If you often work with concrete you probably already understand the importance of having a reliable concrete cooling system in place. Otherwise, the high temperatures caused by the exothermic chemical reaction during the production of concrete can cause the final product to be less durable, more susceptible to cracking, non-uniform, and not as strong. However, there are many different options available for concrete cooling and you may be unsure exactly what you need.

One such component of some concrete cooling systems is a post-pour cooling system. In order to understand if you need this type of cooling, you first have to know what post-pour cooling is and then you can ascertain if you need it or not.

What is Post-Pour Cooling?

Post-pour cooling is a system that cools concrete after it has been poured. This type of system is generally used with extremely high volumes of concrete such as with big dams, large foundations, and some concrete highways. The system uses containerized water chillers and a piping system to cool concrete from the inside.

Pipes are laid in the area where the concrete is going to be poured. After the concrete is poured, the pipes are inside. Water is released into the pipes from the containerized water chillers. The water normally begins at about 40°F and ends at about 50°F.

The chillers that are used are similar to chillers used to cool the mixing water. However, these containers are a bit more mobile. This mobility allows you to make sure that you get water to every part of the concrete. As the project progresses, you can move the water to the newer parts.

Why is Post-Pour Cooling Generally Not Needed?

There are a few reasons why post-pour cooling is generally not used:

  • High Start-up Cost – The initial investment for post-pour cooling is quite high. This tends to keep people from using it unless it is absolutely necessary.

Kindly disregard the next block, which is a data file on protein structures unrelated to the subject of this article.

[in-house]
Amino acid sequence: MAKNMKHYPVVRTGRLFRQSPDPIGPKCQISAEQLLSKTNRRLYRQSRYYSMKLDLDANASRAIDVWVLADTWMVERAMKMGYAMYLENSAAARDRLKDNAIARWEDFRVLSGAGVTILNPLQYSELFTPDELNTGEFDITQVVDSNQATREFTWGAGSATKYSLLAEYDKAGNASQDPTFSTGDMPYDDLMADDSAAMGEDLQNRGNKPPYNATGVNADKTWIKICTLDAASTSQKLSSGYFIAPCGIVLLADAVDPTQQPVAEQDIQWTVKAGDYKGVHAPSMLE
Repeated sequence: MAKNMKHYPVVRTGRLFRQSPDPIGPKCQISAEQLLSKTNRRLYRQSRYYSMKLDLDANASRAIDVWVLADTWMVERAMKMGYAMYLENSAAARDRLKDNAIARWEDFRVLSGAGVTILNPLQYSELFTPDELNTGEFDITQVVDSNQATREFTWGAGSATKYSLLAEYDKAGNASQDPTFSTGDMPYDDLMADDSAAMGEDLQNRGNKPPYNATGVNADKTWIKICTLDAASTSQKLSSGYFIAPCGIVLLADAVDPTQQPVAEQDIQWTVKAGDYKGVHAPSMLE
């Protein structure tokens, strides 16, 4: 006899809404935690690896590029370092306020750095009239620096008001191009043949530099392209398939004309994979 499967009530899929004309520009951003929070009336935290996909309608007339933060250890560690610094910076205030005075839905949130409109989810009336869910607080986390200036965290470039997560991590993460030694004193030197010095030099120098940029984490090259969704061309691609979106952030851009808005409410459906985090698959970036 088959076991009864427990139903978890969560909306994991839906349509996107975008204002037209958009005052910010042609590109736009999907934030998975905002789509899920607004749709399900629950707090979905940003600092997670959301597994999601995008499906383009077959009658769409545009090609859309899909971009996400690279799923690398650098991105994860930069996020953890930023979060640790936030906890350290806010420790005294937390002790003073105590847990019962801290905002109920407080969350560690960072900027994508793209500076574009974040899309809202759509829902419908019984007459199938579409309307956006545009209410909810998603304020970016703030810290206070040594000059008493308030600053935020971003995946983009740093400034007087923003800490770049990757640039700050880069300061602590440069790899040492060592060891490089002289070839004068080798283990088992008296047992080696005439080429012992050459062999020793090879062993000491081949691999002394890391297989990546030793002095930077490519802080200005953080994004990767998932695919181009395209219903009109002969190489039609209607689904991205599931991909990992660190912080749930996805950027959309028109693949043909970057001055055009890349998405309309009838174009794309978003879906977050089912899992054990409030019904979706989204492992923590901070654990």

• High Operational Cost – Since water is continuously run through the pipes until the massive amounts of concrete are completely cooled, the operational costs is also quite high.
  • Delicate Process – One of the biggest reasons why post-pour cooling is generally not used is that the process is quite delicate. There are a number of factors—pipe size, spacing between pipes and temperature of water. If each of these factors is not just right, your concrete is more susceptible to cracking.

The bottom line, however, is that post-pour cooling is generally not used because it’s not necessary. For most concrete applications other, standard methods of concrete cooling, will be sufficient to properly cool the product. However, when more intensive cooling is needed, post-pour cooling is a great option.

Semco Can Customize Your Concrete Cooling System

Whether you need post-pour cooling or not, Semco can customize your concrete cooling system. We realize that not every business is the same, so not every business needs the same cooling system. When you work with Semco you get the option to purchase exactly what you need. We strive to provide you with the best machinery, products, and service possible for your individual needs. If you believe you need a post-pour concrete cooling system, or any type of concrete cooling system, contact us and let us help you get the system that is right for your company.